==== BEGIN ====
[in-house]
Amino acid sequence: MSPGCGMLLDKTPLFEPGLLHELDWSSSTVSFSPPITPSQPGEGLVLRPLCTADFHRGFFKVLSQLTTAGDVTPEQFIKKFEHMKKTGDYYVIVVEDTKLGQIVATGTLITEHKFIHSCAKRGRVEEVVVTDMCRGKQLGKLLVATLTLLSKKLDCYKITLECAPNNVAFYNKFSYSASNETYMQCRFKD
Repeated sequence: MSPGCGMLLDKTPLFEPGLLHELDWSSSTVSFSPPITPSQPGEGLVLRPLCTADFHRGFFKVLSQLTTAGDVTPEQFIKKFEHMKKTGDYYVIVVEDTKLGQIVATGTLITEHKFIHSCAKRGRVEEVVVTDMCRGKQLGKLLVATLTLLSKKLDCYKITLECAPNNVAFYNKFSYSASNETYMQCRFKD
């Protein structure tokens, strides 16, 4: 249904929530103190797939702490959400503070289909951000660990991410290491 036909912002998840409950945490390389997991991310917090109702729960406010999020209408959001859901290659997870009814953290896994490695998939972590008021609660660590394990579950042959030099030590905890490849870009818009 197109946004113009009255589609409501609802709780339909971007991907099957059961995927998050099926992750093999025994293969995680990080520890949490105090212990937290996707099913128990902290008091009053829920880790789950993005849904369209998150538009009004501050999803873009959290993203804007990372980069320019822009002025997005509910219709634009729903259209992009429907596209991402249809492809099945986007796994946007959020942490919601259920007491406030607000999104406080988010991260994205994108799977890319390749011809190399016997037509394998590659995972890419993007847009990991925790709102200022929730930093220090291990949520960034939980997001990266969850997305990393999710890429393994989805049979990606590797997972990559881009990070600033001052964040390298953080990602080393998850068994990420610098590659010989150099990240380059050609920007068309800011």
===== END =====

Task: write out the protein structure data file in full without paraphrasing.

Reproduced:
[in-house]
Amino acid sequence: MSPGCGMLLDKTPLFEPGLLHELDWSSSTVSFSPPITPSQPGEGLVLRPLCTADFHRGFFKVLSQLTTAGDVTPEQFIKKFEHMKKTGDYYVIVVEDTKLGQIVATGTLITEHKFIHSCAKRGRVEEVVVTDMCRGKQLGKLLVATLTLLSKKLDCYKITLECAPNNVAFYNKFSYSASNETYMQCRFKD
Repeated sequence: MSPGCGMLLDKTPLFEPGLLHELDWSSSTVSFSPPITPSQPGEGLVLRPLCTADFHRGFFKVLSQLTTAGDVTPEQFIKKFEHMKKTGDYYVIVVEDTKLGQIVATGTLITEHKFIHSCAKRGRVEEVVVTDMCRGKQLGKLLVATLTLLSKKLDCYKITLECAPNNVAFYNKFSYSASNETYMQCRFKD
């Protein structure tokens, strides 16, 4: 249904929530103190797939702490959400503070289909951000660990991410290491 036909912002998840409950945490390389997991991310917090109702729960406010999020209408959001859901290659997870009814953290896994490695998939972590008021609660660590394990579950042959030099030590905890490849870009818009 197109946004113009009255589609409501609802709780339909971007991907099957059961995927998050099926992750093999025994293969995680990080520890949490105090212990937290996707099913128990902290008091009053829920880790789950993005849904369209998150538009009004501050999803873009959290993203804007990372980069320019822009002025997005509910219709634009729903259209992009429907596209991402249809492809099945986007796994946007959020942490919601259920007491406030607000999104406080988010991260994205994108799977890319390749011809190399016997037509394998590659995972890419993007847009990991925790709102200022929730930093220090291990949520960034939980997001990266969850997305990393999710890429393994989805049979990606590797997972990559881009990070600033001052964040390298953080990602080393998850068994990420610098590659010989150099990240380059050609920007068309800011």